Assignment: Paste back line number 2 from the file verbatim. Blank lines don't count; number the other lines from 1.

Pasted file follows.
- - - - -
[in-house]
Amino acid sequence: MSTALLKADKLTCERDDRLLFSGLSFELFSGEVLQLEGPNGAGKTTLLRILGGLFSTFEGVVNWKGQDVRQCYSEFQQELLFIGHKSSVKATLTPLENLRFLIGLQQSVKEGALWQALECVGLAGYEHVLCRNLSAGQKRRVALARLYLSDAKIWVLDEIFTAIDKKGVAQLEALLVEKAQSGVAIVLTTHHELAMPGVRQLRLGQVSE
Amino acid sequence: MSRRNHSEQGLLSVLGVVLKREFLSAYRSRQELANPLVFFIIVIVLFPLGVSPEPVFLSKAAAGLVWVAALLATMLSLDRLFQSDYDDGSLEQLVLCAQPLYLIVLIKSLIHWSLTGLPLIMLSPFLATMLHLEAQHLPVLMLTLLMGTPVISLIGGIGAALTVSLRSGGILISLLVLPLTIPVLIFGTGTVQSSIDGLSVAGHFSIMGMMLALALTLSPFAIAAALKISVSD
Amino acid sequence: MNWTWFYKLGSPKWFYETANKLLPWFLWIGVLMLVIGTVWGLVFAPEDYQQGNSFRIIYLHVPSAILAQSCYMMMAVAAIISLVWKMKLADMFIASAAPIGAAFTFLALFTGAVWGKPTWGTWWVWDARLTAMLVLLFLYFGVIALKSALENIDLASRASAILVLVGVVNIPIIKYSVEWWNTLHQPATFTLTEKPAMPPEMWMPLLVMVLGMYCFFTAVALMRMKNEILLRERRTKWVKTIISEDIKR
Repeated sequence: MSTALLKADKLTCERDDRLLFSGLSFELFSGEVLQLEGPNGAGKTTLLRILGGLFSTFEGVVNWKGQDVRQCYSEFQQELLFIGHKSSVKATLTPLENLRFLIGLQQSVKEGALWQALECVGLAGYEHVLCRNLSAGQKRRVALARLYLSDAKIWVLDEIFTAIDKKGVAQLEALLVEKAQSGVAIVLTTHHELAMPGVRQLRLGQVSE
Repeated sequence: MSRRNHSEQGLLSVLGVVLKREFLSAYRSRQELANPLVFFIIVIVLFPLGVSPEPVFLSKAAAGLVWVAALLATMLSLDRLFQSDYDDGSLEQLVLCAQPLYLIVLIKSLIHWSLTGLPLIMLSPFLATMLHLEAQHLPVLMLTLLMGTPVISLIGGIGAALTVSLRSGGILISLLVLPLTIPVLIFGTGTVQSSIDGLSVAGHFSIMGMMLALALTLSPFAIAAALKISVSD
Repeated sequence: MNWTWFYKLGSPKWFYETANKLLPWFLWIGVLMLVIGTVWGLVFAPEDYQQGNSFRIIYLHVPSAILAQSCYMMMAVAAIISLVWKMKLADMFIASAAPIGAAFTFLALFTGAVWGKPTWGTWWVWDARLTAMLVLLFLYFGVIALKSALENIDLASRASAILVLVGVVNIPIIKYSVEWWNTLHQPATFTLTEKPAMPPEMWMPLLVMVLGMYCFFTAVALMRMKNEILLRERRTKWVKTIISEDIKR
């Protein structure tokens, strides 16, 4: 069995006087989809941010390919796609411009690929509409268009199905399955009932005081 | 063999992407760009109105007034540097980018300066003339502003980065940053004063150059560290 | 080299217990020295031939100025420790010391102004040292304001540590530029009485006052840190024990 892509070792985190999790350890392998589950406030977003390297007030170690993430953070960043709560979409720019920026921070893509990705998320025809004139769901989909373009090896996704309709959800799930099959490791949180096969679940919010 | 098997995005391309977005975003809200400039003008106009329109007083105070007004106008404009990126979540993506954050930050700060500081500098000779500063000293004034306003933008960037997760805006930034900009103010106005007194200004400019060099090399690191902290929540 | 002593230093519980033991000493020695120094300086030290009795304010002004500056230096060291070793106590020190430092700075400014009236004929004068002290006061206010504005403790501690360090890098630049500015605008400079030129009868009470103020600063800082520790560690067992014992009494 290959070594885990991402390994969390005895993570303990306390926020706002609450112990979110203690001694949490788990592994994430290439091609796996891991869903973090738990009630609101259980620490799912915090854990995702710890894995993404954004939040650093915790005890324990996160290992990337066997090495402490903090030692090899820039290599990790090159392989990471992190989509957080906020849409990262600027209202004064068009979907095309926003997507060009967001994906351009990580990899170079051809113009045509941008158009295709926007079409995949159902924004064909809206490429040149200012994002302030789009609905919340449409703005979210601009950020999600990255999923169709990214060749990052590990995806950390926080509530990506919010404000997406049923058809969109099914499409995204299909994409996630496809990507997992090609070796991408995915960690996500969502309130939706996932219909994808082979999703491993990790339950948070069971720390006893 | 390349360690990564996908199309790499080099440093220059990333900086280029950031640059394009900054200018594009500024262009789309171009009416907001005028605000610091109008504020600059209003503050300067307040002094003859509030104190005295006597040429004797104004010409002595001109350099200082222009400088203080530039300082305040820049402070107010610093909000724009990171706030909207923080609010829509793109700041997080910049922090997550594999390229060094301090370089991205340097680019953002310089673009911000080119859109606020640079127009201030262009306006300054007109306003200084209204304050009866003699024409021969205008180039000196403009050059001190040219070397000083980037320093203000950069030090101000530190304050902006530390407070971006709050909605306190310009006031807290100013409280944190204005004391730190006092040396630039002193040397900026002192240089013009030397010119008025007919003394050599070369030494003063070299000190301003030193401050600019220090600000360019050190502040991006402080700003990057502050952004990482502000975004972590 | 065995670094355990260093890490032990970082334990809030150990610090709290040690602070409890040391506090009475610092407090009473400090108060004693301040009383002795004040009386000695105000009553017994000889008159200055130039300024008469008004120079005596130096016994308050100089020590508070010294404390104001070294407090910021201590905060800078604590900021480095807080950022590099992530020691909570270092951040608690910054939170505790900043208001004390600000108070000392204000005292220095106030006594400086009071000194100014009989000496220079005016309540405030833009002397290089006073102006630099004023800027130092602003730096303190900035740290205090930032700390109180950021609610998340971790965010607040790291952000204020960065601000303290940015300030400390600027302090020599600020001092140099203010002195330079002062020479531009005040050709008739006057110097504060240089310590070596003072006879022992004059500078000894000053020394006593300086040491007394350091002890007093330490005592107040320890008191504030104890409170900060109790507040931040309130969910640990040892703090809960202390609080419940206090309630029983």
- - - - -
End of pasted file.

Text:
Amino acid sequence: MSTALLKADKLTCERDDRLLFSGLSFELFSGEVLQLEGPNGAGKTTLLRILGGLFSTFEGVVNWKGQDVRQCYSEFQQELLFIGHKSSVKATLTPLENLRFLIGLQQSVKEGALWQALECVGLAGYEHVLCRNLSAGQKRRVALARLYLSDAKIWVLDEIFTAIDKKGVAQLEALLVEKAQSGVAIVLTTHHELAMPGVRQLRLGQVSE